New inventions aren’t always commercially profitable, while a select few prove to be extraordinarily valuable. Protecting the legal rights to an invention is a top priority for any inventor. A patent provides this legal protection and is usually the first step. Filing a patent application is essential before you publicly disclose information about your invention. Here are some other steps in the process you should probably know.
What Is a Patent?
The United States Patent and Trademark Office defines a patent as the exclusive right to make, use, sell, or offer for sale certain types of intellectual property. A patent for an invention is issued for 20 years. This begins with the date the patent application is filed. You must pay periodic maintenance fees to keep your patent in force.
There are three kinds of patents. Utility patents are used for new and useful devices, manufactured articles, and innovative processes. A design patent can be issued for a novel ornamental design. And plant patents are awarded for newly discovered or developed plants that have been asexually reproduced and can be pretty rare.
Applying for a patent is a lengthy process. You should file a provisional patent at the outset of legalizing your invention. The USPTO offers provisional patents as a means of establishing your claim priority while you prepare and file the full application. A provisional patent is usually good for one year.
You must perform a patent search to determine if your invention is new and patentable. There are actually two searches. The first looks at publicly disclosed prior art. It is intended to determine if someone already came up with your idea. The second search examines related patents. It serves to identify the specific elements of your idea that are genuinely original.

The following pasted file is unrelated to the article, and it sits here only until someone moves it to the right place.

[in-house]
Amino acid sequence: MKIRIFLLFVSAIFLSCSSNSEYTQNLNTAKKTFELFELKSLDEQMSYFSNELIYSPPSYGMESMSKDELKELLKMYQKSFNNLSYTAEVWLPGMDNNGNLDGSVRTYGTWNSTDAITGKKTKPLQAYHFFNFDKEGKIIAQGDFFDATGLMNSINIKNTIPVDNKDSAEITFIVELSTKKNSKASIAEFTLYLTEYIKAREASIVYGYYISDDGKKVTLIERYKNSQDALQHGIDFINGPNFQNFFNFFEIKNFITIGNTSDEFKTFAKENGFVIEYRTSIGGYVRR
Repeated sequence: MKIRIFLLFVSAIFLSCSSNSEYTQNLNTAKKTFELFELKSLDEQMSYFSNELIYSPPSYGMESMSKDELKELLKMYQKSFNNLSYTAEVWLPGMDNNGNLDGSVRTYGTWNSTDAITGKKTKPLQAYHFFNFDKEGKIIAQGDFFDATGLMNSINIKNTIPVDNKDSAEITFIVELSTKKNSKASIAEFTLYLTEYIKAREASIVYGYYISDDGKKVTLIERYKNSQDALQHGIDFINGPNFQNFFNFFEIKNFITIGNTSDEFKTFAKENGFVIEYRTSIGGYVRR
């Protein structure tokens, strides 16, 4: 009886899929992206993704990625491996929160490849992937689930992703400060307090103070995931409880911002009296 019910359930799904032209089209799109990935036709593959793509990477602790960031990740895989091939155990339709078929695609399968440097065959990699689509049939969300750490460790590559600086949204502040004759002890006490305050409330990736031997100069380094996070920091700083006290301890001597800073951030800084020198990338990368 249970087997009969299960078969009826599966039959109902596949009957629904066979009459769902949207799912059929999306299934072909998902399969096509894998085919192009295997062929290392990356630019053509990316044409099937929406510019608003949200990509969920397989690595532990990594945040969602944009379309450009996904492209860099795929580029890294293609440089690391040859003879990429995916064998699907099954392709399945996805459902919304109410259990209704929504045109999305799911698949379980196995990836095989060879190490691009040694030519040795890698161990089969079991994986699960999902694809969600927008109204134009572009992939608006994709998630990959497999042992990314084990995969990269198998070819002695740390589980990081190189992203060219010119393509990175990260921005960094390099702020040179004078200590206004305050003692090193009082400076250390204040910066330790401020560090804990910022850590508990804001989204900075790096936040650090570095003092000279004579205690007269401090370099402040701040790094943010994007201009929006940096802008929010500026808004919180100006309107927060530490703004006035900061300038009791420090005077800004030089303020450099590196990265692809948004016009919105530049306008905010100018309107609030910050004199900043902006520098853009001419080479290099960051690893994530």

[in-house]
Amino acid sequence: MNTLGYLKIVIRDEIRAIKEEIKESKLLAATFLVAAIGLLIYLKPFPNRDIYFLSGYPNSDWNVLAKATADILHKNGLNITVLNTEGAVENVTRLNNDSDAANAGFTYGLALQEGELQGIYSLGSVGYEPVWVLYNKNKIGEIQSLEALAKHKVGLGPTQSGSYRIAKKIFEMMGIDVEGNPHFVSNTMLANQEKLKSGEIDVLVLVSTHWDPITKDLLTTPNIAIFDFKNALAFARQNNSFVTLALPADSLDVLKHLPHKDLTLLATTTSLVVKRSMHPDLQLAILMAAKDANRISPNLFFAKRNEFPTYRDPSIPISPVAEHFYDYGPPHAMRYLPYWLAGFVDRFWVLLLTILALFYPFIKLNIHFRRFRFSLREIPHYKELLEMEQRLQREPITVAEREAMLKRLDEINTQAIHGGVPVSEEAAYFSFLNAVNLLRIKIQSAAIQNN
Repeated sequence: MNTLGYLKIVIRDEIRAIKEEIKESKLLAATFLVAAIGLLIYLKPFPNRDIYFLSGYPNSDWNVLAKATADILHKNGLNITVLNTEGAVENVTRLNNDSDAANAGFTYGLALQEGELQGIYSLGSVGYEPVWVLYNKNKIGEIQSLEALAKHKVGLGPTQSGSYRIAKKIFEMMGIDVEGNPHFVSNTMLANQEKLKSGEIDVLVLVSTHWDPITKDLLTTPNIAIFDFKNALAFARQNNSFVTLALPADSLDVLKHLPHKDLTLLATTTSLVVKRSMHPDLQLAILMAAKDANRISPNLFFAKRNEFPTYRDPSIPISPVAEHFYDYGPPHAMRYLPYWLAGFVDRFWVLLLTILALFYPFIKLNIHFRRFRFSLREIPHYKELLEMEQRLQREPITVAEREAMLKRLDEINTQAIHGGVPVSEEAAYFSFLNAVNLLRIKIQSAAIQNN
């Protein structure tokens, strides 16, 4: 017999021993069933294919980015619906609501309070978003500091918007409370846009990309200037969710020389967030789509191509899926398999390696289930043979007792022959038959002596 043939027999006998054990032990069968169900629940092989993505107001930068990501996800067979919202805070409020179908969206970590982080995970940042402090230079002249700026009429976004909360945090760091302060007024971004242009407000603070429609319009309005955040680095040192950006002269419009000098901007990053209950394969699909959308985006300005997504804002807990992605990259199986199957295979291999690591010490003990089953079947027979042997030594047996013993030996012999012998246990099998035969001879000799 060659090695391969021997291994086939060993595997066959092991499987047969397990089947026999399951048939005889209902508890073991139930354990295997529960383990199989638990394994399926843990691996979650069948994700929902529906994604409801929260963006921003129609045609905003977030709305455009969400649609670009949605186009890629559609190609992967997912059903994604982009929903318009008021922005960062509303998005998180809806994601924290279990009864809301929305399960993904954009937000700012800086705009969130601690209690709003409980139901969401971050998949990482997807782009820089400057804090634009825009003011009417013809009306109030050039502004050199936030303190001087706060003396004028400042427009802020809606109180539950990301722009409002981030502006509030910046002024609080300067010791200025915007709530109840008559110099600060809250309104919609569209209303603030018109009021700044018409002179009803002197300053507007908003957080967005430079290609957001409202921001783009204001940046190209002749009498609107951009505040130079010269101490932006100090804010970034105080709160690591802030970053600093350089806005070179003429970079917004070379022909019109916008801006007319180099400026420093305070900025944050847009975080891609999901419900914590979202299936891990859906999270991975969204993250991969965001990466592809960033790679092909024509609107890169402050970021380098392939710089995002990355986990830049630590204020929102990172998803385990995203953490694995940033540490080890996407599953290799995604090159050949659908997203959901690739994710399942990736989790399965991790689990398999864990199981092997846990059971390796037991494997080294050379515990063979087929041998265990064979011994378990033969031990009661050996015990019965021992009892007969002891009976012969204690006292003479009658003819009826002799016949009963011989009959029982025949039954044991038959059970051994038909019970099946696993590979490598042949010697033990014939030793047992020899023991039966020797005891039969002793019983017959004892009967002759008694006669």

The Patent Application
A patent application is much more than a form you fill out. It includes four main sections. The first is a short summary of your invention or innovation. The next part provides a brief description. Next comes a detailed description that includes drawings and complete specifications. The last section is called claims. This is the heart of your application. You must explain how your idea is novel and different from prior art. It needs to be written as broadly as possible in maximize the rights to your idea.
Most patent applications are rejected when first submitted. Don’t panic. The patent examiner will explain what changes are needed. You can file a patent application yourself, however, the USPTO points out that the process is complex and recommends you retain an experienced patent attorney. After getting all documents in order and waiting for processing you can expect some decision to be reached regarding your invention.